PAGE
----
6. Be ready to turn requests for help into just in time training. When little problems happen, that is a great opportunity to provide new training or re-enforce previous training. Show them how to access FAQs, and vendor documentation that would have answered their question. If they can get the answer more quickly by calling you instead of looking at a web page for two minutes, they will call you. So instead turn it into a training session on how to get the information they need. Turning the help call into some training will provide real help to those that need it, and discourage the users who are just too lazy to look up the information they need.

What are your thoughts? What other ways can we make sure that our users get up to speed quickly and make use of our investment in videoconferencing tech?


  • Cicchelli, T. (1984). Turning Teachers on to Microcomputers: Results of a Two-Year Staff Development Project. ERIC Document Reproduction Service No. ED279613.
  • Honey, M. & Moeller, B. (1990). Teacher’s Beliefs and Technology Integration: Difference Values, Different Understandings (Technical Report No. 6). Center for Technology in Education.
  • Kerr, S.T. (1991). Level and fulcrum: Educational Technical in Teachers’ Thought and Practice. Teachers College Record, 93(Fall), 114-136.
  • Reed, M. W., Anderson, D. K., Ervin, J. R., & Oughton, J. M. (1995). Computers and Teacher Education Students: A Ten-Year Analysis. Electronic Publication (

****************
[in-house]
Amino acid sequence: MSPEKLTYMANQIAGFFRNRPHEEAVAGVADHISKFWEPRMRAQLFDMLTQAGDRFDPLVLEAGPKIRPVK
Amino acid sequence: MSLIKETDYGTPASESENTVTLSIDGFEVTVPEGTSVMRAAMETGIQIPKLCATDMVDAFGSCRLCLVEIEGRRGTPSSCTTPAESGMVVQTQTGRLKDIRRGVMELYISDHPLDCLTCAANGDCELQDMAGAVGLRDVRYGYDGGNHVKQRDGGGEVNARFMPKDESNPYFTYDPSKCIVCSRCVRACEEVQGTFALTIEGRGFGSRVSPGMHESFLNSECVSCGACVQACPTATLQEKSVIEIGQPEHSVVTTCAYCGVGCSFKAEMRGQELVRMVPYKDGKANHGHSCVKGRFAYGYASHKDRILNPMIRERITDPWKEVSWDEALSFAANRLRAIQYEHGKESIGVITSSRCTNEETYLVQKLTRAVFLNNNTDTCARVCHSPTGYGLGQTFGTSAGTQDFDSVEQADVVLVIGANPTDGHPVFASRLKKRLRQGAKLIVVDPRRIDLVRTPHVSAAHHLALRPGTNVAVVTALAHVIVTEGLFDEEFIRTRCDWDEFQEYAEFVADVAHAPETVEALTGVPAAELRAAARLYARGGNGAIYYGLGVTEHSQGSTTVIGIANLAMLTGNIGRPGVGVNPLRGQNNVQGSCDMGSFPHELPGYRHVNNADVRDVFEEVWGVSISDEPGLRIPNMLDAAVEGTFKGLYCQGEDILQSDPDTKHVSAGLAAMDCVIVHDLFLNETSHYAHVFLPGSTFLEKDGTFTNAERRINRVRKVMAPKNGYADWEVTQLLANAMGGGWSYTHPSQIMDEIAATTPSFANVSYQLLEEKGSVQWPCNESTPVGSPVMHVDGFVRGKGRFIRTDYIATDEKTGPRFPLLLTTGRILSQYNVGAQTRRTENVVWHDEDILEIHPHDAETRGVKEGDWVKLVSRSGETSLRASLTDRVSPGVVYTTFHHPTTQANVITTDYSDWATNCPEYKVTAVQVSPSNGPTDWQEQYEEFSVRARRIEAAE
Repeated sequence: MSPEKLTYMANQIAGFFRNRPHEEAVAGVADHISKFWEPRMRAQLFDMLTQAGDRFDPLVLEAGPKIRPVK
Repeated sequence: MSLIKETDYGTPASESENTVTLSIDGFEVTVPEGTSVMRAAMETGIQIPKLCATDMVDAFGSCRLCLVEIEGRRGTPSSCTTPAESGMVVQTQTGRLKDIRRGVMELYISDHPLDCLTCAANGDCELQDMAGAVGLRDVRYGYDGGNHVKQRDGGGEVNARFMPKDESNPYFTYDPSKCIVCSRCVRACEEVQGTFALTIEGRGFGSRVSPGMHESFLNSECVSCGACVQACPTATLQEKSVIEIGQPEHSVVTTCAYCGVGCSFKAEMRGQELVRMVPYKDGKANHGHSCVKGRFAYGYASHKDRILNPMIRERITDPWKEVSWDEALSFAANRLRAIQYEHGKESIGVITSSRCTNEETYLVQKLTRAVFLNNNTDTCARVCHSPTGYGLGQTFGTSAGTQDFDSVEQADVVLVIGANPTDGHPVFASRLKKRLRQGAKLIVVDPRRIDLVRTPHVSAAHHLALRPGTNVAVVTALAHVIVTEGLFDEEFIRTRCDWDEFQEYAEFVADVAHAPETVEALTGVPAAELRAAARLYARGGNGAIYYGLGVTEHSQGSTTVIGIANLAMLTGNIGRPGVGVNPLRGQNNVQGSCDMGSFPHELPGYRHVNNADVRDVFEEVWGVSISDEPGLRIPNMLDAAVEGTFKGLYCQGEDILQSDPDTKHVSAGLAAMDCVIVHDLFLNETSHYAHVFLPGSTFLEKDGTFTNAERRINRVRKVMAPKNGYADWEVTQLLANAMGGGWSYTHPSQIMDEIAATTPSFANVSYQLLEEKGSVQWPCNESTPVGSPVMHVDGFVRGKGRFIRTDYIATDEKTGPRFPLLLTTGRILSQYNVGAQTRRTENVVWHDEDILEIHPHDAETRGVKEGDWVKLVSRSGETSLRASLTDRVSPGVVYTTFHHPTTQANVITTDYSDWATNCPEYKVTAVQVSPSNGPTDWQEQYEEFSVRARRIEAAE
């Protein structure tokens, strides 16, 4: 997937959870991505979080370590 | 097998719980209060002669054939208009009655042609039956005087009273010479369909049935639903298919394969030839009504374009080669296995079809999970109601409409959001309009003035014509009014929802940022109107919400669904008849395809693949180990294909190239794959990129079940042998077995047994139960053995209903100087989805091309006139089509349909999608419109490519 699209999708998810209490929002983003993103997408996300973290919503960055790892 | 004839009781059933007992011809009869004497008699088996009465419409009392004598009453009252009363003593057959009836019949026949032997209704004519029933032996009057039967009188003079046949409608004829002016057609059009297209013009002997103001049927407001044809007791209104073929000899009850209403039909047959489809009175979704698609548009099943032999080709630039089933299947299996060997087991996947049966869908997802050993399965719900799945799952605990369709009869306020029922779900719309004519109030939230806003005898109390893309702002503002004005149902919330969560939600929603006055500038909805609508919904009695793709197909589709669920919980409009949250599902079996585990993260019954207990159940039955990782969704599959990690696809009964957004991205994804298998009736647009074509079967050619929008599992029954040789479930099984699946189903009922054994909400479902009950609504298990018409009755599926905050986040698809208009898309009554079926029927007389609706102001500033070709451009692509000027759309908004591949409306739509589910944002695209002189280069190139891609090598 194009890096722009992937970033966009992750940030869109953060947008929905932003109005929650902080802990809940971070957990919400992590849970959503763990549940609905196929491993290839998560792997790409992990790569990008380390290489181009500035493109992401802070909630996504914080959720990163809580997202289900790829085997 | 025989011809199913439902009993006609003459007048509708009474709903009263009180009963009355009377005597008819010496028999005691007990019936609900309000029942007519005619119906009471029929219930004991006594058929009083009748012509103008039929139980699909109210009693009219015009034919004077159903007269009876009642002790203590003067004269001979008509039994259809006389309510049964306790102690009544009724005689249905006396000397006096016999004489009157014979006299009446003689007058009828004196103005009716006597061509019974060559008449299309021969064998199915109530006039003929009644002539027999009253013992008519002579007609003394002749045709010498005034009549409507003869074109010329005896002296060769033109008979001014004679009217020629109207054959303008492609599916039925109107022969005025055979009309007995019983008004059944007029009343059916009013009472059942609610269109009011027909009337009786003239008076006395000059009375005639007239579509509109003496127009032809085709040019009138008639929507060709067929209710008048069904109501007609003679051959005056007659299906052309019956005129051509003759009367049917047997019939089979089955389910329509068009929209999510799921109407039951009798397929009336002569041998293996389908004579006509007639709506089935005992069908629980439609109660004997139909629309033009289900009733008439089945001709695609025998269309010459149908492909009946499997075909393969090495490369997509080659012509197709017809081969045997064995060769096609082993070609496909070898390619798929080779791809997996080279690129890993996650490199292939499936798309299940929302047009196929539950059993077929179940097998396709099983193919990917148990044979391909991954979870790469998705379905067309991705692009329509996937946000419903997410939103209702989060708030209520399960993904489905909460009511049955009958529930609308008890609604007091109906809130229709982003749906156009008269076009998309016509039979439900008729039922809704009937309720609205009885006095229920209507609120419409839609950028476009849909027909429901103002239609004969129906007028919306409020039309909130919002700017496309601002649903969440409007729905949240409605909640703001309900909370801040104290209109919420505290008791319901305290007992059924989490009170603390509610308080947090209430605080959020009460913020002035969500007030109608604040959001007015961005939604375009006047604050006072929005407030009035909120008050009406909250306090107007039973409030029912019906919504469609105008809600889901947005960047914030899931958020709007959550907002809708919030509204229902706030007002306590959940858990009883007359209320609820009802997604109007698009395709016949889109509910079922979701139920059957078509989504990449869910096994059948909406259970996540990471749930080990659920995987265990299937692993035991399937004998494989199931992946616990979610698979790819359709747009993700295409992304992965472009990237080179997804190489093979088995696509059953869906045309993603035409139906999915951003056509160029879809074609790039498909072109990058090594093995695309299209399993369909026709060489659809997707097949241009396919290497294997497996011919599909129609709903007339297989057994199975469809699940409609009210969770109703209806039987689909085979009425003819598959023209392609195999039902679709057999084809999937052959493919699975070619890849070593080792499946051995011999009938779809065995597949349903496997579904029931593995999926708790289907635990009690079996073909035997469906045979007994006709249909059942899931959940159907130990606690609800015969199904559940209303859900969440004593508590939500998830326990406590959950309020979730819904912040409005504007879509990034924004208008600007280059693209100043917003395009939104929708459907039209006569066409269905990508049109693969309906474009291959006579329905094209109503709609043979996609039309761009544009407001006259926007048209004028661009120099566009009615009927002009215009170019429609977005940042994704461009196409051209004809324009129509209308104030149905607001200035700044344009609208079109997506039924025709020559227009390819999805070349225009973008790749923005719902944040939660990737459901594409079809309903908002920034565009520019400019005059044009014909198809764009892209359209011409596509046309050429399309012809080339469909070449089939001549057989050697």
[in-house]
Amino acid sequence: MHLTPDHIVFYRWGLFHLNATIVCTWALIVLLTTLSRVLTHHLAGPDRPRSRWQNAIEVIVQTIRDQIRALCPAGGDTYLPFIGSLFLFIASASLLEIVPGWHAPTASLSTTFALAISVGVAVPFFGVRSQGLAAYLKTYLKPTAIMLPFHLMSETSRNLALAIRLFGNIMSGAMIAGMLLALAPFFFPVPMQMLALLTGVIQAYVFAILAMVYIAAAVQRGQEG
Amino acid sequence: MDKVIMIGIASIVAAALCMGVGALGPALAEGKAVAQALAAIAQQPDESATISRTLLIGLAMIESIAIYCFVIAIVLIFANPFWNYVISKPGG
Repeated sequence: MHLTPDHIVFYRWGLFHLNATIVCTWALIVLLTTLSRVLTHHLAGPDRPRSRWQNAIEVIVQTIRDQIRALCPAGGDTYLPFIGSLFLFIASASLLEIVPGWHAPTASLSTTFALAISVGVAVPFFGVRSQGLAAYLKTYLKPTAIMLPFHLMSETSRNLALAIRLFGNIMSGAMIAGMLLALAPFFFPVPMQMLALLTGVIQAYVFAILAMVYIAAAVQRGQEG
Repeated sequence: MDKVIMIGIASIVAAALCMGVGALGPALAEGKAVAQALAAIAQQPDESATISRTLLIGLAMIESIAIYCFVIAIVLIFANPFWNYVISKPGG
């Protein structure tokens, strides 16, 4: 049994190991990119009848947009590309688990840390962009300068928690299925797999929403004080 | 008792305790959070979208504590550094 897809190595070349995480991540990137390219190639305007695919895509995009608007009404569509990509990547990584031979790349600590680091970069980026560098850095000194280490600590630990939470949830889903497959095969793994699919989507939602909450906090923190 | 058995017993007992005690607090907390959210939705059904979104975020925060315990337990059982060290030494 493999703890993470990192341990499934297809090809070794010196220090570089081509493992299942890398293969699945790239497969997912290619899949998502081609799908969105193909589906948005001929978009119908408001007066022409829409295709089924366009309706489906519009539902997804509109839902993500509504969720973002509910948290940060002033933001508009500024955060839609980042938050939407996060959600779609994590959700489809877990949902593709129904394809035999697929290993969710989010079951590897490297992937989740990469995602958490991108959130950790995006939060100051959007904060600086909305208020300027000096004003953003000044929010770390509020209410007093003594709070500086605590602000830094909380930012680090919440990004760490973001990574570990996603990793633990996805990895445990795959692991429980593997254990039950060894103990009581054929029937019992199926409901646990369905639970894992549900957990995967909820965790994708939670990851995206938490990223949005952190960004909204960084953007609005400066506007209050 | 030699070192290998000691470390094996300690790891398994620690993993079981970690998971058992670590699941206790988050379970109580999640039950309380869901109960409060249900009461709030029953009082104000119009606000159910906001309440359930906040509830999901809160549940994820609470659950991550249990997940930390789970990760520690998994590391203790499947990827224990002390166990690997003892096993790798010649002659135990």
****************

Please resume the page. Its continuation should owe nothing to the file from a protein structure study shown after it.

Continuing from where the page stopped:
• Sheingold, K & Hadley, M. (1990). Accomplished Teachers: Integrating Computers into Classroom Practice. Center for Technology in Education.

About Author

J Scott Christianson is a successful instructor and business owner with more than 23 years of experience in networking, videoconferencing technology, and project management. A Project Management Professional (PMP), Scott has worked on more than 400 videoconferencing projects. He currently serves as an Assistant Teaching Professor in the Trulaske College of Business at the University of Missouri and remains actively involved in videoconferencing technology and applications. The opinions expressed in Scott's commentary are his own, and are not representative of Let’s Do Video or the University of Missouri.



    Hi Scott,
    Really well done, as if you would produce anything less!
    One thing I noticed when training was the trepidation when then camera was simply pointed at someone, whether or not the image was being shown. This may change as the workplace becomes “younger”, but it is real. It is also why our cameras are not standard in configuration, no large lens, no big unit to intimidate, no motors grinding to move it around.

  2. Dan,
    That is a good point. If you can invent a camera that would be hidden and in the middle of the screen, that would be ideal from a viewpoint and user standpoints. You are definately right about a generational change. When we started, I think the first time I was “on camera” was when I was first in a videoconferencing room. Whereas, today’s 20 year olds snapchat and FaceTime daily.
    Take care,